Home | TheWaterBlog | Azores: A World Heritage of Creative Water Use

posted by Francesco Sambalino
October 15, 2012

The volcanic islands of Azores are incredibly beautiful and unspoilt. People there manage soil and water with a lot of creativity to grow their crops.

Back in time they used coastal "tidal wells," in which the water from tides would mix  with the scarce fresh water available. This enabled conjunctive use of fresh and salty water for domestic uses such as washing and cooking, and in the production of baskets.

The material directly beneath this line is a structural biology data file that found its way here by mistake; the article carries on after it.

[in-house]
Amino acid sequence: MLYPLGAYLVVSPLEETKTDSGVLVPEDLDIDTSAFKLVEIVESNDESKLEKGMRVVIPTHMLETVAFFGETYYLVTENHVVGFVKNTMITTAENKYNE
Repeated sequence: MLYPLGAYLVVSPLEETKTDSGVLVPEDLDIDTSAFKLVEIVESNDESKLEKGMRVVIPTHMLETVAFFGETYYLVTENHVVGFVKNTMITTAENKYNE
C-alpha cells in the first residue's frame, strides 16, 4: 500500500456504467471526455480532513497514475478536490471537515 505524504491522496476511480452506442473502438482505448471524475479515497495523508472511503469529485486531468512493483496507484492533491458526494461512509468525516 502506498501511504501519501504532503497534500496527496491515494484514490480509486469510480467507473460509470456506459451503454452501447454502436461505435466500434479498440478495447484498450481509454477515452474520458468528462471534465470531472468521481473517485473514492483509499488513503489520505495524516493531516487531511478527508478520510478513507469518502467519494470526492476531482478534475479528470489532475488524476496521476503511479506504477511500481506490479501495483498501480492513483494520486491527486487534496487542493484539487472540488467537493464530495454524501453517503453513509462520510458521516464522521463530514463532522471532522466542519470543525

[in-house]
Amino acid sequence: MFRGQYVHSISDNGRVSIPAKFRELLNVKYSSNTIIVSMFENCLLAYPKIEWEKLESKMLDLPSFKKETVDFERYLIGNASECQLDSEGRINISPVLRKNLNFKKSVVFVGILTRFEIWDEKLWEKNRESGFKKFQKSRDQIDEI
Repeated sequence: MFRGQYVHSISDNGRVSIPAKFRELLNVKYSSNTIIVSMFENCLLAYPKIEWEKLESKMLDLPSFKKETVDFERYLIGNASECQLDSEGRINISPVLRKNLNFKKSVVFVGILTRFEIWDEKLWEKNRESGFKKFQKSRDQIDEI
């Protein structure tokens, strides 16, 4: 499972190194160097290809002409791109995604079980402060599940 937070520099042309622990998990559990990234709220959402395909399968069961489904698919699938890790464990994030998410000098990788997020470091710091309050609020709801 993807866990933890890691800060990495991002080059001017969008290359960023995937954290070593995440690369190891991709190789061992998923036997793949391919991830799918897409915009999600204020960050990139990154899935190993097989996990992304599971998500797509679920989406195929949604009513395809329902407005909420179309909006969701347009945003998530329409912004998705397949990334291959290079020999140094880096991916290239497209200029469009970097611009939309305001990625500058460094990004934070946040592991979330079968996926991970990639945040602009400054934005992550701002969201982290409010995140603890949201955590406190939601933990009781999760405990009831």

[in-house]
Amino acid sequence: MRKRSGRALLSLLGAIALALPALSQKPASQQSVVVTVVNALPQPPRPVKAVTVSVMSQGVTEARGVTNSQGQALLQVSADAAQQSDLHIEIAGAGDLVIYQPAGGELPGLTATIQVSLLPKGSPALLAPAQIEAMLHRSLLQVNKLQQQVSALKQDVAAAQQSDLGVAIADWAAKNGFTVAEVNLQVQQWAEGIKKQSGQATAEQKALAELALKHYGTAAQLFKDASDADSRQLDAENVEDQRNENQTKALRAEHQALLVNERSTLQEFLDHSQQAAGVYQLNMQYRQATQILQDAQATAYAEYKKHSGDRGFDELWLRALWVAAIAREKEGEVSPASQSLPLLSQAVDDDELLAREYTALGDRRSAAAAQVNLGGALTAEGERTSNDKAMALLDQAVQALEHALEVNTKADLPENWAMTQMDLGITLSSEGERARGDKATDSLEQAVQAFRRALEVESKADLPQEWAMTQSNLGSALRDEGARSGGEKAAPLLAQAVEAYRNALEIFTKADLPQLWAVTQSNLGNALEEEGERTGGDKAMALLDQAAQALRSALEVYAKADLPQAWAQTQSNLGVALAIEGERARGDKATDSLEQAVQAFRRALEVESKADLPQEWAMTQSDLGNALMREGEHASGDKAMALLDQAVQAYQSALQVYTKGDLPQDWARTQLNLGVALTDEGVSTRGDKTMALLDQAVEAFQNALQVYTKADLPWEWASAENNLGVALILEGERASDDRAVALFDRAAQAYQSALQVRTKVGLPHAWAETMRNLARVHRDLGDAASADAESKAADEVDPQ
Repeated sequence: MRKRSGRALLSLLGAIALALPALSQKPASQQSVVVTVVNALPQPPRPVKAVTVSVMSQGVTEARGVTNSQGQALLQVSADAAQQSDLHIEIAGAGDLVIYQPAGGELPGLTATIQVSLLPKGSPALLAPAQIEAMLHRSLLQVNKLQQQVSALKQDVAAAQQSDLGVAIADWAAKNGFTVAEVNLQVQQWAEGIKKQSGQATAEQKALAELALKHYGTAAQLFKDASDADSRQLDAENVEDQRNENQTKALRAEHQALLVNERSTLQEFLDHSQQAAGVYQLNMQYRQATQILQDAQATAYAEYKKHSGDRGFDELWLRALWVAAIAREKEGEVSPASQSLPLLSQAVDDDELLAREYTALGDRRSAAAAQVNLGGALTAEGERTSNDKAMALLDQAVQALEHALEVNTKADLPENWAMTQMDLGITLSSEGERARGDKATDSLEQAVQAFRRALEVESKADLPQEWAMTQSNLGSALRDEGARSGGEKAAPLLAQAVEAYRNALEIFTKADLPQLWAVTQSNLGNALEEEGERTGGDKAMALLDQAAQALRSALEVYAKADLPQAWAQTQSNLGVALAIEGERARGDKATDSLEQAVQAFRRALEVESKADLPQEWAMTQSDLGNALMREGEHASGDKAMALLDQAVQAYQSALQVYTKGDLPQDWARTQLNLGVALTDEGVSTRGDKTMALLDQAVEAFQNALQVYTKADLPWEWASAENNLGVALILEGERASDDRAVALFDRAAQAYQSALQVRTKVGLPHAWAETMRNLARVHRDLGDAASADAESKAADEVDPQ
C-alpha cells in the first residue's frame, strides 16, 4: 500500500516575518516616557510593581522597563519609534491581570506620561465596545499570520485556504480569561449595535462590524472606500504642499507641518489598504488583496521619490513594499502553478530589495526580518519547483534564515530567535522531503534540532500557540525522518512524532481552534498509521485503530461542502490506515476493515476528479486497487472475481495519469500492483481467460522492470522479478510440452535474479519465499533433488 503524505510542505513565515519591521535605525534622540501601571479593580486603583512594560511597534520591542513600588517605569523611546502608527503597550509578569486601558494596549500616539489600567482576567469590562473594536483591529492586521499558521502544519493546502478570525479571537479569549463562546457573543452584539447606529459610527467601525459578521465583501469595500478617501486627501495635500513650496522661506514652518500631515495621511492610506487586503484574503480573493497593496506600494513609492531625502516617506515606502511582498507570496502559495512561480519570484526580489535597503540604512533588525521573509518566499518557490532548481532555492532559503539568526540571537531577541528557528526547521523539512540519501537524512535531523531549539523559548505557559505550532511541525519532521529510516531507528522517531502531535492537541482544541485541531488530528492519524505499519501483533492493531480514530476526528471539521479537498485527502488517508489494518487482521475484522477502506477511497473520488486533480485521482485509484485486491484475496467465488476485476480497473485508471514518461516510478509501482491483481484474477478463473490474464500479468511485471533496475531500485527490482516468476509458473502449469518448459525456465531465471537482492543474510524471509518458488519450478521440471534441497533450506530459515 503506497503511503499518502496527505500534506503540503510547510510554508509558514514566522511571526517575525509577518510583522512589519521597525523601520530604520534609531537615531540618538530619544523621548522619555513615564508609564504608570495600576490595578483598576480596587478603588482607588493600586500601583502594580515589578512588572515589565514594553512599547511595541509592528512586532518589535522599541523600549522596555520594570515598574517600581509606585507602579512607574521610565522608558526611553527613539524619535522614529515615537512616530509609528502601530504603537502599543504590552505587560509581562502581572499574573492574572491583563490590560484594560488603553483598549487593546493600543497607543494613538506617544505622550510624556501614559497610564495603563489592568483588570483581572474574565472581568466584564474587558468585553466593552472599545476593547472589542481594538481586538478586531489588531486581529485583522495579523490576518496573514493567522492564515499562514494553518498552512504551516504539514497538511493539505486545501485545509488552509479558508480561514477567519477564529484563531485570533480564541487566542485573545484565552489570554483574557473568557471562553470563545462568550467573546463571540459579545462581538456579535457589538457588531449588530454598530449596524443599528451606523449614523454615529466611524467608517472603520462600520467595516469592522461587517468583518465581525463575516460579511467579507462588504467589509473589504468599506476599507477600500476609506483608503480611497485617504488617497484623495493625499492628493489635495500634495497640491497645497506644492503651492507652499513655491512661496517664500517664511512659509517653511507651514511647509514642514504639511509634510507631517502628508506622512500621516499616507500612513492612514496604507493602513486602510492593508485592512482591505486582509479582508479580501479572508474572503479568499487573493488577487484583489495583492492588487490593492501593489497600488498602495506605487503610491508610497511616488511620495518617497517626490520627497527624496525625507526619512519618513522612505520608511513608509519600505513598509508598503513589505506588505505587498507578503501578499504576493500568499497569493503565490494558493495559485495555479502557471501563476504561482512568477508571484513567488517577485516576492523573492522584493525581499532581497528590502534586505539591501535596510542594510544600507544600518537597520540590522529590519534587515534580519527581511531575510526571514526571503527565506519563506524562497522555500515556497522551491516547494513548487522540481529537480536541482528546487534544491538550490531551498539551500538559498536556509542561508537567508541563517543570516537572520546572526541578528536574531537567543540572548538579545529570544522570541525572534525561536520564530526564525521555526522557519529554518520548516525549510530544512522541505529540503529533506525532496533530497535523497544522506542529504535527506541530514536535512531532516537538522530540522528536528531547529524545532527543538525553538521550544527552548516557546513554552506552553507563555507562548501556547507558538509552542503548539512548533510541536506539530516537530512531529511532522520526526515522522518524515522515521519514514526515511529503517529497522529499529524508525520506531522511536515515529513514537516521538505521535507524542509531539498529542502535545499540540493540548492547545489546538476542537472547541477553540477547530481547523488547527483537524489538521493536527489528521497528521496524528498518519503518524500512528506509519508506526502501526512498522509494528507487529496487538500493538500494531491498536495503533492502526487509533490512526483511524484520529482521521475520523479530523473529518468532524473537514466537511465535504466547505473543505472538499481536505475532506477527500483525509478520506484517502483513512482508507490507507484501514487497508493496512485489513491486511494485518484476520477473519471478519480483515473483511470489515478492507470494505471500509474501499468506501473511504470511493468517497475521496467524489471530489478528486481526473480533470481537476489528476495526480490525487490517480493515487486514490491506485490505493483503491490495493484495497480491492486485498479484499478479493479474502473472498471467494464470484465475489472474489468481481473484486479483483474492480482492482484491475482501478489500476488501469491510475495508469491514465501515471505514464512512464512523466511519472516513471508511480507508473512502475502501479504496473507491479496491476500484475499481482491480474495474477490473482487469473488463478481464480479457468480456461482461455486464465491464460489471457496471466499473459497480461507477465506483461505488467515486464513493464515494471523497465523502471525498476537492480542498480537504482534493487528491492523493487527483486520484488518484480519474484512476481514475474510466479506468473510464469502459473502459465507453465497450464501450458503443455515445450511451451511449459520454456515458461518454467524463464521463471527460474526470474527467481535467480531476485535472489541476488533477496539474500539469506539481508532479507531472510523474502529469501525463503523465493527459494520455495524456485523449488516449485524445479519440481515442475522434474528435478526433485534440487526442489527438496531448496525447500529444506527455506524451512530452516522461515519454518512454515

Across the islands, cisterns and paved catchments are used to harvest rainwater.

 

In Pico Island, they produce amazing wines. Each field is divided in hundreds of micro plots (max 10 sq.m) sheltered by walls built with volcanic rocks. This is to protect the plants from strong winds, thus reducing evaporation and damage to the plants. The scale of it is astonishing and the effort that goes into it is impressive, to say the least. These micro-basins now make for a UNESCO heritage site.

Add comment


Security code
Refresh